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Everyone talks about actionable insights, DORA metrics, SPACE framework, measuring WIP limits. How do you put it into practice and help teams drive continuous improvement? Swarmia measures your ways of working, identifies anti-patterns and blockers, and automates feedback loops to help your teams build better habits.
this week's favorite
You're a member of a team that is part of a large organization. Welcome! This post is intended to help you navigate your environment.
While the number of job opportunities for software developer skyrockets together with salaries all around the world, fresh grads and junior developers struggle to even get invited for the interviews. Why does it happen and can we do anything about it?
I was recently chatting with a friend who asked about finding senior leadership roles, and particularly doing so while you’re already gainfully employed.
I’m a manager, and my team is kind of going in circles. We have a critical project deadline, I’m trying to keep everyone moving forward, but it’s almost like we don’t know who’s in charge of what and it’s slowing us down. One thing to note, we typically try to solve problems as a team. Do you have any tips?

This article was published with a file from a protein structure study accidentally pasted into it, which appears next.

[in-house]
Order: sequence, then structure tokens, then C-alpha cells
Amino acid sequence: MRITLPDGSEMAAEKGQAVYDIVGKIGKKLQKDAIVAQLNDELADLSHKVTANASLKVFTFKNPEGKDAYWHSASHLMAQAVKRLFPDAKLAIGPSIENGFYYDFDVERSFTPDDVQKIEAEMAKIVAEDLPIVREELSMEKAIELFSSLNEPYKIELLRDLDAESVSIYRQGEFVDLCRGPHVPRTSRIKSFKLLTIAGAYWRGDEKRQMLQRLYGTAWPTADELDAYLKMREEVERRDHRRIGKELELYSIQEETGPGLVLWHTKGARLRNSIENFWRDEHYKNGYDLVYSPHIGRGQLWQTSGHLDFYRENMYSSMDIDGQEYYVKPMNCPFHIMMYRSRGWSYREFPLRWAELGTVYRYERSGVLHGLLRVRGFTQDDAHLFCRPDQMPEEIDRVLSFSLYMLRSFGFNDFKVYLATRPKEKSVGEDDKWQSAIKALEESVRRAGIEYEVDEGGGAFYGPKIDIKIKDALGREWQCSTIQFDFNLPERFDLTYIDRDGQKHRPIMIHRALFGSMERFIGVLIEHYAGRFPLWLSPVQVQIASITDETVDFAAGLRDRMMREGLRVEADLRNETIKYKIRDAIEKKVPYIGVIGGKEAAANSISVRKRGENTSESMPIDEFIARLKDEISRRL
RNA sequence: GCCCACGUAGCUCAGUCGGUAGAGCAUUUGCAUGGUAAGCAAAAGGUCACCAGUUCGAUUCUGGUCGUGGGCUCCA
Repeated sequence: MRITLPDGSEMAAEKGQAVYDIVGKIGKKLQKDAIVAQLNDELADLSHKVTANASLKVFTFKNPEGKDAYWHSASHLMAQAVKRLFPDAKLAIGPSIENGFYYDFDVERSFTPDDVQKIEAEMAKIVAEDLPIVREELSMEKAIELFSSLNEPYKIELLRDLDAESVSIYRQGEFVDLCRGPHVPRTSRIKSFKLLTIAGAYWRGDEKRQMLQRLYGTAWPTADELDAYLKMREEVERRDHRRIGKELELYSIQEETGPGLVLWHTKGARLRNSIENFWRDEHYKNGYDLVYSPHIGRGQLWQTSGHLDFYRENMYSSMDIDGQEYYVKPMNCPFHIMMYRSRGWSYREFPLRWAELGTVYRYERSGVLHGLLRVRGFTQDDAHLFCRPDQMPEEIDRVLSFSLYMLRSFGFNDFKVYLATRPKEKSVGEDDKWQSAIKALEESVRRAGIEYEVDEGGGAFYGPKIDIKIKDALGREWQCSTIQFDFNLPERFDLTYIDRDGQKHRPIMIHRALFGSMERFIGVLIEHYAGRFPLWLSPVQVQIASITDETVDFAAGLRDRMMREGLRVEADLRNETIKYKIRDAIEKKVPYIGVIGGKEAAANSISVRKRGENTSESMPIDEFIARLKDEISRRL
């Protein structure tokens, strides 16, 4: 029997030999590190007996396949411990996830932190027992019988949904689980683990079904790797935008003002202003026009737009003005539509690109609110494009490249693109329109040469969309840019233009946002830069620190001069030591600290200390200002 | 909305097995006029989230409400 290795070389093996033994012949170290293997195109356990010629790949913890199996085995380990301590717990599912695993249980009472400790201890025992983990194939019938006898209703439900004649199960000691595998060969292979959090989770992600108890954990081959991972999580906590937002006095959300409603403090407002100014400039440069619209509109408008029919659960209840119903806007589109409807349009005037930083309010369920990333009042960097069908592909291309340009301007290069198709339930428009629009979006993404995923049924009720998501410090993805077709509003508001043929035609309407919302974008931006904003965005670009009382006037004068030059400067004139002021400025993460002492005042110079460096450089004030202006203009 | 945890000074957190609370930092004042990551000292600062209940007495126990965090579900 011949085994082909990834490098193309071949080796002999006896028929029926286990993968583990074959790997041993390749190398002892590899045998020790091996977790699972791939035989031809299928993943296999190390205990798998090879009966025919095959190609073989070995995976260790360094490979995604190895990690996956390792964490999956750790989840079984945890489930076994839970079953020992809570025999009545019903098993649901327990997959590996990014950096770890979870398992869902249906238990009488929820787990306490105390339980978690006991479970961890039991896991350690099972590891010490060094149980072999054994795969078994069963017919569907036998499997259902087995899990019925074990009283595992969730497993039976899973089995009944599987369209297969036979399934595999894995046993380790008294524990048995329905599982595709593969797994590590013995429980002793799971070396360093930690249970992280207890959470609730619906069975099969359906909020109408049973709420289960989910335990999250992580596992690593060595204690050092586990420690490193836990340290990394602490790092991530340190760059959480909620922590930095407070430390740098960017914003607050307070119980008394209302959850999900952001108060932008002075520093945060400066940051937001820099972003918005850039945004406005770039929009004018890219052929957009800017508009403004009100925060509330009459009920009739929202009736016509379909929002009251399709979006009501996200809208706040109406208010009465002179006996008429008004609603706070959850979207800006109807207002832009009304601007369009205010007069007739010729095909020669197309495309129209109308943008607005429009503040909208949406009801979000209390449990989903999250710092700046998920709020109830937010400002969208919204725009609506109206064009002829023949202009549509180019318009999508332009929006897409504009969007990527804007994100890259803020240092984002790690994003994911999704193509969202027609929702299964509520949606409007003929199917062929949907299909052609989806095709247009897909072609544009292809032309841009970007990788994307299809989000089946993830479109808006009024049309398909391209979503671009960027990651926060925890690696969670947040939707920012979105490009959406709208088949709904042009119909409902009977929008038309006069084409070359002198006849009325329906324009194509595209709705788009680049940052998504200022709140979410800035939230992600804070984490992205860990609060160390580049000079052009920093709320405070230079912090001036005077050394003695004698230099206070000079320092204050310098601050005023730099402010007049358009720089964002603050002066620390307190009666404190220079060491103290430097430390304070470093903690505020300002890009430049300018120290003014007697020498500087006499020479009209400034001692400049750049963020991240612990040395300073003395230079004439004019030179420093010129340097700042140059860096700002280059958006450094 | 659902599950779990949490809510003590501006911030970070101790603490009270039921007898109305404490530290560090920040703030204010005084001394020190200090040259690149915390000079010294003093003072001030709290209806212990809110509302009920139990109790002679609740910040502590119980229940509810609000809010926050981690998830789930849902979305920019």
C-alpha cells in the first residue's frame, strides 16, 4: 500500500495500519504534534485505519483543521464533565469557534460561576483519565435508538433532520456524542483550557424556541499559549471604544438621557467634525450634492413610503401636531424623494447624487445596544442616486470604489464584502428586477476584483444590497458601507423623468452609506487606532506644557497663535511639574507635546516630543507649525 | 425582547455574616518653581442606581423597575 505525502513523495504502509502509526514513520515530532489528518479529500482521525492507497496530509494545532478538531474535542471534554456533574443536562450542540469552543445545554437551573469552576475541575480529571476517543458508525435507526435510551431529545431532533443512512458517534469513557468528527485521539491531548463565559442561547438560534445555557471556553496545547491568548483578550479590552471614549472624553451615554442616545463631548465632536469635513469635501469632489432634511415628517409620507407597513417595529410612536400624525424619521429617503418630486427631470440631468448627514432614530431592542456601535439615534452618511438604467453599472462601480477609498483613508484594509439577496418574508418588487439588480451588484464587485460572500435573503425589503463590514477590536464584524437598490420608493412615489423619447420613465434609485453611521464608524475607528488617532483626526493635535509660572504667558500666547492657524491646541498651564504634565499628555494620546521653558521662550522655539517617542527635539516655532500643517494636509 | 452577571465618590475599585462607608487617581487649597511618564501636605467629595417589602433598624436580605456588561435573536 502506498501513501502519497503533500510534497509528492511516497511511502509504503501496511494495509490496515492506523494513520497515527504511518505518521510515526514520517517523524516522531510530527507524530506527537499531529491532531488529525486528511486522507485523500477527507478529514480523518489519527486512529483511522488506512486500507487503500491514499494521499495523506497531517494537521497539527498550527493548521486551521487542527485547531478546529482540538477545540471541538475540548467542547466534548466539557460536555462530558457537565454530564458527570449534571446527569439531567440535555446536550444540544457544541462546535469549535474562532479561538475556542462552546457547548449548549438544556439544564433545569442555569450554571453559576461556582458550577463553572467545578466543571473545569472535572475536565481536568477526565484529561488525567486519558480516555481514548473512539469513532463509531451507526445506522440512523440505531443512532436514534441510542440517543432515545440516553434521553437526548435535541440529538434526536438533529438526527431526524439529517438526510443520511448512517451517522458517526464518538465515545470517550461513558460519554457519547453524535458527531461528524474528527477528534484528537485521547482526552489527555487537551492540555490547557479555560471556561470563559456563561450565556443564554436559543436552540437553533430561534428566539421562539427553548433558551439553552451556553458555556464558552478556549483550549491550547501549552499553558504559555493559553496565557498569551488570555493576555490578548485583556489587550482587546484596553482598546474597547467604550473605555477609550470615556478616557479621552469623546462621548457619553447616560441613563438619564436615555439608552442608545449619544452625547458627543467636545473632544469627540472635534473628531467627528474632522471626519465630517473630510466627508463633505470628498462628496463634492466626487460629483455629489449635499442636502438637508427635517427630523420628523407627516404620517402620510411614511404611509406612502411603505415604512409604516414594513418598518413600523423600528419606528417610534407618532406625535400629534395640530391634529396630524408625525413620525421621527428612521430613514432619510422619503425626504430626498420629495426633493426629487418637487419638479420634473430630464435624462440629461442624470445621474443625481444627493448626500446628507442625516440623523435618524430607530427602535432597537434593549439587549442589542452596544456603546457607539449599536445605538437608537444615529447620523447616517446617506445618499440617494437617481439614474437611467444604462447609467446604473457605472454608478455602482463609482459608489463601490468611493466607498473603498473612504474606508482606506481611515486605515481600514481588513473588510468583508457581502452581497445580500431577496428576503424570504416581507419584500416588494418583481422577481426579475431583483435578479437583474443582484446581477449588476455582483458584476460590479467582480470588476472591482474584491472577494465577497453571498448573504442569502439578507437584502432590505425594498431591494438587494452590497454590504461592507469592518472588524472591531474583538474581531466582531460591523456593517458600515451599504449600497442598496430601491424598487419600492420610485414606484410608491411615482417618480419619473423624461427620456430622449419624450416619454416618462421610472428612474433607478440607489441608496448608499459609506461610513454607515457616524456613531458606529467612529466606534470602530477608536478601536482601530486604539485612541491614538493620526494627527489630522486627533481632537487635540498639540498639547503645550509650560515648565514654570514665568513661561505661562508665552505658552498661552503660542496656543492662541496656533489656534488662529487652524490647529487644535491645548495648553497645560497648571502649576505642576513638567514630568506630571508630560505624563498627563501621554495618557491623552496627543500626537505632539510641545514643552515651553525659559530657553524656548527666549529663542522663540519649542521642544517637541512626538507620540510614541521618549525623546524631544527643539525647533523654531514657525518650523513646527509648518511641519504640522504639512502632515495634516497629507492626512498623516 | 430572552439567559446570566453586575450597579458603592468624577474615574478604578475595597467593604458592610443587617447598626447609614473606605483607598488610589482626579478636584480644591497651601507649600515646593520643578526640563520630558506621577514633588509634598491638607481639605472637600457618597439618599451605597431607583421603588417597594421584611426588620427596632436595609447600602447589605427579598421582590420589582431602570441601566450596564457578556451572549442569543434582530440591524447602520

An alternate title for this post might be, "Twitter has a kernel team!?". At this point, I've heard that surprised exclamation enough that I've lost count of the number times that's been said to me (I'd guess that it's more than ten but less than a hundred). If we look at trendy companies that are within a couple factors of two in size of Twitter (in terms of either market cap or number of engineers), they mostly don't have similar expertise, often as a result of path dependence — because they "grew up" in the cloud, they didn't need kernel expertise to keep the lights on the way an on prem company does. While that makes it socially understandable that people who've spent their career at younger, trendier, companies, are surprised by Twitter having a kernel team, I don't think there's a technical reason for the surprise.
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